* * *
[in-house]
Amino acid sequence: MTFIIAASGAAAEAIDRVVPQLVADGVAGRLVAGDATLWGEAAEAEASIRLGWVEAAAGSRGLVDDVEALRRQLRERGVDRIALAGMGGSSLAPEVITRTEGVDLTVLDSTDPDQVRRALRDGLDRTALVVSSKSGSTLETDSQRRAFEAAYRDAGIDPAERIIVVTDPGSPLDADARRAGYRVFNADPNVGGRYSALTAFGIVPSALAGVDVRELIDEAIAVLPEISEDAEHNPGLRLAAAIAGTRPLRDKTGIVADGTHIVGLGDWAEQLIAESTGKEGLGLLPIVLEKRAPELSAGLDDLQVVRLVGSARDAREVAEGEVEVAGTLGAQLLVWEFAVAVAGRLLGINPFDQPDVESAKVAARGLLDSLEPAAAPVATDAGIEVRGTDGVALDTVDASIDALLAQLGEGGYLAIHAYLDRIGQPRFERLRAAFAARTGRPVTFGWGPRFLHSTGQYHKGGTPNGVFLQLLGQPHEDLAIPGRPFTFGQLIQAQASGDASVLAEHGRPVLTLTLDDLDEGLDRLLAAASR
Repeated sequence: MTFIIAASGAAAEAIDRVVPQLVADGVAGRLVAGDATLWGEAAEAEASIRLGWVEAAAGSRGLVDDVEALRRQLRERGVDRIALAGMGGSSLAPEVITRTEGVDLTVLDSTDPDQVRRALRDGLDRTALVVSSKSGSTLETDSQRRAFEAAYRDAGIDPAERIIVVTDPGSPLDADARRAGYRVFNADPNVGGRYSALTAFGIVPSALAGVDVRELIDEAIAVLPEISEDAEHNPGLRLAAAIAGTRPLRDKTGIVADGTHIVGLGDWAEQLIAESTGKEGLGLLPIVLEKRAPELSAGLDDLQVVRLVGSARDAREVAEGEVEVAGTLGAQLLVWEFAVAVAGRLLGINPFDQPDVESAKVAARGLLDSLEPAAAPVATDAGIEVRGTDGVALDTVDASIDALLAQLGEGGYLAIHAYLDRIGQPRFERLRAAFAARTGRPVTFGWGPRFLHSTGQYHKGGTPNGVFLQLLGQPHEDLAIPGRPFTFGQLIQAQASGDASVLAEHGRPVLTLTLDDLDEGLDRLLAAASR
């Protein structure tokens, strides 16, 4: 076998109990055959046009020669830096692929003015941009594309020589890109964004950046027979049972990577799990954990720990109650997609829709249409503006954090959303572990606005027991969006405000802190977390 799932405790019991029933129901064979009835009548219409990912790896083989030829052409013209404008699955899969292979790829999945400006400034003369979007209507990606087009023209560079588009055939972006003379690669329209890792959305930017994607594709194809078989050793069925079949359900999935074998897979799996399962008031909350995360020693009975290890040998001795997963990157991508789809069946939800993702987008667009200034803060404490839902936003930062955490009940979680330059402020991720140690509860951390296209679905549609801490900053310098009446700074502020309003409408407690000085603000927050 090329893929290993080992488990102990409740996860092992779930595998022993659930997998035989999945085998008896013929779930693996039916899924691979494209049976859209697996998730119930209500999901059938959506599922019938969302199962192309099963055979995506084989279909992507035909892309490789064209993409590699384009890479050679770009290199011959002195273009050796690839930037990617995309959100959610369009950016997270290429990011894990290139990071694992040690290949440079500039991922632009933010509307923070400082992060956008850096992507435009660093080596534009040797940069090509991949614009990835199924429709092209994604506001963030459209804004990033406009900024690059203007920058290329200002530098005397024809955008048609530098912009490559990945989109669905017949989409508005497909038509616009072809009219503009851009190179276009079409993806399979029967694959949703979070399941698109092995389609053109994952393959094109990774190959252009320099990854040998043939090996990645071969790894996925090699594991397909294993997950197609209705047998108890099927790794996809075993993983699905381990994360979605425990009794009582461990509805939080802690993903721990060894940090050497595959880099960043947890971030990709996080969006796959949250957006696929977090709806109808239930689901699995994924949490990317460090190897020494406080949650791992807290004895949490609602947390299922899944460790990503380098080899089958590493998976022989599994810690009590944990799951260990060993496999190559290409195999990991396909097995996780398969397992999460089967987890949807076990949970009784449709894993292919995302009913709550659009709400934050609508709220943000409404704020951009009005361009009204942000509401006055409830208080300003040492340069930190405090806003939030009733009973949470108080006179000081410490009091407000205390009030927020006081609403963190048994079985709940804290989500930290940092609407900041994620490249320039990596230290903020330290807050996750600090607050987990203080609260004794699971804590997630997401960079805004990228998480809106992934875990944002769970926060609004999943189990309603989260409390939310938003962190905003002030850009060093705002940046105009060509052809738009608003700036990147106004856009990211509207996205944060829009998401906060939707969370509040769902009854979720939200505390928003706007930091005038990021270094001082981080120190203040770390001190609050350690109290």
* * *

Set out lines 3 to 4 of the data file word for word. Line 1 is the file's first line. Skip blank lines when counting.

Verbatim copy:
Repeated sequence: MTFIIAASGAAAEAIDRVVPQLVADGVAGRLVAGDATLWGEAAEAEASIRLGWVEAAAGSRGLVDDVEALRRQLRERGVDRIALAGMGGSSLAPEVITRTEGVDLTVLDSTDPDQVRRALRDGLDRTALVVSSKSGSTLETDSQRRAFEAAYRDAGIDPAERIIVVTDPGSPLDADARRAGYRVFNADPNVGGRYSALTAFGIVPSALAGVDVRELIDEAIAVLPEISEDAEHNPGLRLAAAIAGTRPLRDKTGIVADGTHIVGLGDWAEQLIAESTGKEGLGLLPIVLEKRAPELSAGLDDLQVVRLVGSARDAREVAEGEVEVAGTLGAQLLVWEFAVAVAGRLLGINPFDQPDVESAKVAARGLLDSLEPAAAPVATDAGIEVRGTDGVALDTVDASIDALLAQLGEGGYLAIHAYLDRIGQPRFERLRAAFAARTGRPVTFGWGPRFLHSTGQYHKGGTPNGVFLQLLGQPHEDLAIPGRPFTFGQLIQAQASGDASVLAEHGRPVLTLTLDDLDEGLDRLLAAASR
């Protein structure tokens, strides 16, 4: 076998109990055959046009020669830096692929003015941009594309020589890109964004950046027979049972990577799990954990720990109650997609829709249409503006954090959303572990606005027991969006405000802190977390 799932405790019991029933129901064979009835009548219409990912790896083989030829052409013209404008699955899969292979790829999945400006400034003369979007209507990606087009023209560079588009055939972006003379690669329209890792959305930017994607594709194809078989050793069925079949359900999935074998897979799996399962008031909350995360020693009975290890040998001795997963990157991508789809069946939800993702987008667009200034803060404490839902936003930062955490009940979680330059402020991720140690509860951390296209679905549609801490900053310098009446700074502020309003409408407690000085603000927050 090329893929290993080992488990102990409740996860092992779930595998022993659930997998035989999945085998008896013929779930693996039916899924691979494209049976859209697996998730119930209500999901059938959506599922019938969302199962192309099963055979995506084989279909992507035909892309490789064209993409590699384009890479050679770009290199011959002195273009050796690839930037990617995309959100959610369009950016997270290429990011894990290139990071694992040690290949440079500039991922632009933010509307923070400082992060956008850096992507435009660093080596534009040797940069090509991949614009990835199924429709092209994604506001963030459209804004990033406009900024690059203007920058290329200002530098005397024809955008048609530098912009490559990945989109669905017949989409508005497909038509616009072809009219503009851009190179276009079409993806399979029967694959949703979070399941698109092995389609053109994952393959094109990774190959252009320099990854040998043939090996990645071969790894996925090699594991397909294993997950197609209705047998108890099927790794996809075993993983699905381990994360979605425990009794009582461990509805939080802690993903721990060894940090050497595959880099960043947890971030990709996080969006796959949250957006696929977090709806109808239930689901699995994924949490990317460090190897020494406080949650791992807290004895949490609602947390299922899944460790990503380098080899089958590493998976022989599994810690009590944990799951260990060993496999190559290409195999990991396909097995996780398969397992999460089967987890949807076990949970009784449709894993292919995302009913709550659009709400934050609508709220943000409404704020951009009005361009009204942000509401006055409830208080300003040492340069930190405090806003939030009733009973949470108080006179000081410490009091407000205390009030927020006081609403963190048994079985709940804290989500930290940092609407900041994620490249320039990596230290903020330290807050996750600090607050987990203080609260004794699971804590997630997401960079805004990228998480809106992934875990944002769970926060609004999943189990309603989260409390939310938003962190905003002030850009060093705002940046105009060509052809738009608003700036990147106004856009990211509207996205944060829009998401906060939707969370509040769902009854979720939200505390928003706007930091005038990021270094001082981080120190203040770390001190609050350690109290």